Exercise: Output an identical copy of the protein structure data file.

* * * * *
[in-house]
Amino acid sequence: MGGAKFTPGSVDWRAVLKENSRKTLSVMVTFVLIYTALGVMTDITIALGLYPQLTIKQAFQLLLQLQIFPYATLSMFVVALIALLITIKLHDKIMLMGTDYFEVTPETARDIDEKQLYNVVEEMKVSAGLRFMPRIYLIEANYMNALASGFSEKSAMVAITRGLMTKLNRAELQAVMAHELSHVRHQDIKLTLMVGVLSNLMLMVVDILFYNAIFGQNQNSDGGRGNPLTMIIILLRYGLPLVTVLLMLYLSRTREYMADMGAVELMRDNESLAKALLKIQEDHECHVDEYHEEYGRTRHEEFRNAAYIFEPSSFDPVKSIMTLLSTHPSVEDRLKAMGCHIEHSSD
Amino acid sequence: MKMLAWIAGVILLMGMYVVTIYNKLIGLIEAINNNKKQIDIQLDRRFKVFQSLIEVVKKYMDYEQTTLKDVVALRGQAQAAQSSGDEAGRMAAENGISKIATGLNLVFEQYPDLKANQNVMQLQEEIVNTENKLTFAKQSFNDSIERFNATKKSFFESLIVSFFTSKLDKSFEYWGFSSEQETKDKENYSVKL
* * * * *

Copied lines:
[in-house]
Amino acid sequence: MGGAKFTPGSVDWRAVLKENSRKTLSVMVTFVLIYTALGVMTDITIALGLYPQLTIKQAFQLLLQLQIFPYATLSMFVVALIALLITIKLHDKIMLMGTDYFEVTPETARDIDEKQLYNVVEEMKVSAGLRFMPRIYLIEANYMNALASGFSEKSAMVAITRGLMTKLNRAELQAVMAHELSHVRHQDIKLTLMVGVLSNLMLMVVDILFYNAIFGQNQNSDGGRGNPLTMIIILLRYGLPLVTVLLMLYLSRTREYMADMGAVELMRDNESLAKALLKIQEDHECHVDEYHEEYGRTRHEEFRNAAYIFEPSSFDPVKSIMTLLSTHPSVEDRLKAMGCHIEHSSD
Amino acid sequence: MKMLAWIAGVILLMGMYVVTIYNKLIGLIEAINNNKKQIDIQLDRRFKVFQSLIEVVKKYMDYEQTTLKDVVALRGQAQAAQSSGDEAGRMAAENGISKIATGLNLVFEQYPDLKANQNVMQLQEEIVNTENKLTFAKQSFNDSIERFNATKKSFFESLIVSFFTSKLDKSFEYWGFSSEQETKDKENYSVKL